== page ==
I might not be in college anymore, but I still consider myself a student. I’m always looking for an online class to take, or a new book to read and learn something new. When looking for a laptop that would work for those simple needs, I checked out the Lenovo Flex 2.
The specs include:
AMD A8-6410 APU with AMD Radeon R5 graphics card (2.00 GHz)
8GB of RAM
(1) HDMI port
(1) USB 3.0 port
(2) USB 2.0 ports
Currently retailing for $500 at Best Buy stores, the Lenovo Flex 2 is a nice little laptop for the price. I found the speed to be comparable to that of my HP Envy with the added bonus of the flip screen.
The screen can flip 300 degrees with enough pressure to make you feel secure about what you are doing. It didn’t take too much effort to make the switch, but it wasn’t so easy that I was worried about the screen loosening up on its own. When the flip happens, the keyboard area is disabled so you don’t do something by accident. Programs that work best in the flip screen mode are Netflix, YouTube, and webcam apps.
In comparison to other laptops of the same price range, only one laptop beat the Lenovo Flex out in specifications: the Toshiba Satellite. The only area the Toshiba really beat the Lenovo in was the memory, and its ability to be expanded. What the Flex has that the Satellite doesn’t is the flip screen feature. It’s a coin toss as to which one is better, but for those who enjoy being able to flip their screen and use their laptop in other ways, the Lenovo wins.
For students on a limited budget (that statement is kind of redundant), try downloading these programs instead of their more expensive counter parts.
The biggest piece of software that I downloaded to my laptop was OpenOffice. OpenOffice is a great resource for those who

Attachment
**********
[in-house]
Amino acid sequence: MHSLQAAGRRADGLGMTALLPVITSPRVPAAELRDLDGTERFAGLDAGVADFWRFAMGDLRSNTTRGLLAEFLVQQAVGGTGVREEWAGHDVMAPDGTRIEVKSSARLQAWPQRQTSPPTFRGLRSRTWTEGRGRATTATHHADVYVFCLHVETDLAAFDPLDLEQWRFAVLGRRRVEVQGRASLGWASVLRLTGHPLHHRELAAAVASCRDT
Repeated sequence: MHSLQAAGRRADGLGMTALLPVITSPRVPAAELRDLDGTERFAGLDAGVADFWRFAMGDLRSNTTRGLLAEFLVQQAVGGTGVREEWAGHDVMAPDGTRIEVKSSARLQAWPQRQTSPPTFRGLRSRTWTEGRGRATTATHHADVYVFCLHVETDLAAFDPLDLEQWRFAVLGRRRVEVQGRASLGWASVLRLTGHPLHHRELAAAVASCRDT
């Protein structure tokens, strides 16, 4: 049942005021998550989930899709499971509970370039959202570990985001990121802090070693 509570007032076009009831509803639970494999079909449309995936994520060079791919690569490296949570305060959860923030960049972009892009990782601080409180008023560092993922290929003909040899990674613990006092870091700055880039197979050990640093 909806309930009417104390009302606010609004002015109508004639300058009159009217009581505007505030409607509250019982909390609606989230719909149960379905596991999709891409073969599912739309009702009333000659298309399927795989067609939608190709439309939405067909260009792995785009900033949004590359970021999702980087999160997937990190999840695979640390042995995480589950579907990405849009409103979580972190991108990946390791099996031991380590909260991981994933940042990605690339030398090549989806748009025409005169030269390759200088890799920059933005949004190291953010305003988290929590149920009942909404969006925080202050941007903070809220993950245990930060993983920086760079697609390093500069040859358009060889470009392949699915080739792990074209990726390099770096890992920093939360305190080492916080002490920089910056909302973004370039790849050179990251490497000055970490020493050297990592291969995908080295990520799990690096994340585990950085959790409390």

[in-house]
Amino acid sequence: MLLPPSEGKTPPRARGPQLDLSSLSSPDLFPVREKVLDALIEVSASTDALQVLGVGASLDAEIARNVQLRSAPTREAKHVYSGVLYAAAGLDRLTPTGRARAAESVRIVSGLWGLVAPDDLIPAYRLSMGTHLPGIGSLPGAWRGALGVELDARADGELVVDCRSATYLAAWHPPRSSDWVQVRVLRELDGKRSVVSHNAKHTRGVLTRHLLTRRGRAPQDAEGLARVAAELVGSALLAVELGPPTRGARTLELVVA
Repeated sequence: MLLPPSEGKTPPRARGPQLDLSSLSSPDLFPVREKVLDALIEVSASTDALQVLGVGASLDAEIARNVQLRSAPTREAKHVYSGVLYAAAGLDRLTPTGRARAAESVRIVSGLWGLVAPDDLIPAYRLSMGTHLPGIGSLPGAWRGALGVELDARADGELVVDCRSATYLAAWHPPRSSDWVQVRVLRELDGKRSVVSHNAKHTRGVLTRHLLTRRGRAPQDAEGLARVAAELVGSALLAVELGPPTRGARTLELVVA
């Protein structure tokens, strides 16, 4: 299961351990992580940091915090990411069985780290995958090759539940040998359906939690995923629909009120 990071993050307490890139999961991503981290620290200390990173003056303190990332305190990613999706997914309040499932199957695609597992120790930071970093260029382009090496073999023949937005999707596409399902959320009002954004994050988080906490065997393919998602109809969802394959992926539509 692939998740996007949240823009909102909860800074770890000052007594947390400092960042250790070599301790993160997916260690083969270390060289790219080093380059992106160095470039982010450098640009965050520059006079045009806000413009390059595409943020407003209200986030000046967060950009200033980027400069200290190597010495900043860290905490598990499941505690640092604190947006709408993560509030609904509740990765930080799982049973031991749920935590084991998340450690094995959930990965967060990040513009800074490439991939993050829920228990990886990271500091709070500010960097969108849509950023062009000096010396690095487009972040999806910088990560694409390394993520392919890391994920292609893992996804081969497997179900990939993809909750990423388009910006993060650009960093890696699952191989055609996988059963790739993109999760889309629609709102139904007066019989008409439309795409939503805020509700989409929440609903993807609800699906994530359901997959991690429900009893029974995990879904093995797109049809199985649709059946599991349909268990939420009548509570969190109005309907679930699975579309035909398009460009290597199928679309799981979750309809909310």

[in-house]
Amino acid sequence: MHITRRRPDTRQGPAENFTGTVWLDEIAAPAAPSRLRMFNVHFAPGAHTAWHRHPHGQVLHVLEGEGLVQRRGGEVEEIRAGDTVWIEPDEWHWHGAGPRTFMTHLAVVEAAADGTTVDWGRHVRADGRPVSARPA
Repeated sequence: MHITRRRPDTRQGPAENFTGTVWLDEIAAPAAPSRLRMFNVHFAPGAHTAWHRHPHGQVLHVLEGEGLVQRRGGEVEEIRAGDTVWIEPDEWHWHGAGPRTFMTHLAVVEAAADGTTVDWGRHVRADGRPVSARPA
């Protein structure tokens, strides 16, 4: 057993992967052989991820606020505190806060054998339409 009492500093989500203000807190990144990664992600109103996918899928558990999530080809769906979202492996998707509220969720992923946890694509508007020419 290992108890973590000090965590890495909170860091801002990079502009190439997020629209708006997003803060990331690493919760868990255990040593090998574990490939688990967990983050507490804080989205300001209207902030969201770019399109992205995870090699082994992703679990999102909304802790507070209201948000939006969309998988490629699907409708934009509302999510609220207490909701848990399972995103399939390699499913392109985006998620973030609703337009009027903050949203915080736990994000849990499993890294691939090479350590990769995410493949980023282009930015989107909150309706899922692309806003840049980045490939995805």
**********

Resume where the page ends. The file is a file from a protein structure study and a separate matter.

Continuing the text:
need the ability to create and edit Office documents, but can’t afford the $300 price tag for the license of the name brand. I’m very happy with how fast the Lenovo Flex handled the programs. On average, it took only four seconds to open one of the OpenOffice applications and start working.
Another free piece of software I downloaded which works great with this laptop is Avast virus protection. It’s the only virus protection I use on my personal devices. It works great for keeping you aware of anything going on behind the scenes. The best part is that it doesn’t bog down your computer while keeping you safe online.
My final piece of freeware that I downloaded was Fotor (a simple photo editor) that has some of the same functionality of Photoshop without the cost attached to it. I like this program for its simplicity and how quickly I was able to install it.
No laptop is perfect though, and I do have a bone or two to pick with this one.
Lenovo VeriFace facial recognition software on this particular device is really annoying. Half of the time it didn’t recognize me and the other half I realized I could type my password in before the computer could even have one attempt at recognizing my face. After a few tries with this one, I finally just uninstalled it.
The only hardware problem I have with the Flex 2 is the fact that you can’t expand the memory. Memory is the cheapest and easiest upgrade you can make to your computer, and to not be able to give a boost later on could be a deal breaker for me under some circumstances.
I’ve been working on the Lenovo Flex 2 for a little over two weeks now. I’m surprised at how happy I am with it, especially since it doesn’t have my office programs on it. The speed works for what I need, and the weight isn’t a brick like my previous Asus laptop. I haven’t used the flip screen feature that much, but what little I have used it I found it to be a neat feature.
If you are looking for a laptop for your student that has enough resources for them to do their work, but not enough that they will be tempted to download focus breaking games like World of Warcraft, the Lenovo Flex 2 is the one you are looking for.
Disclaimer: GeekMom received a review sample.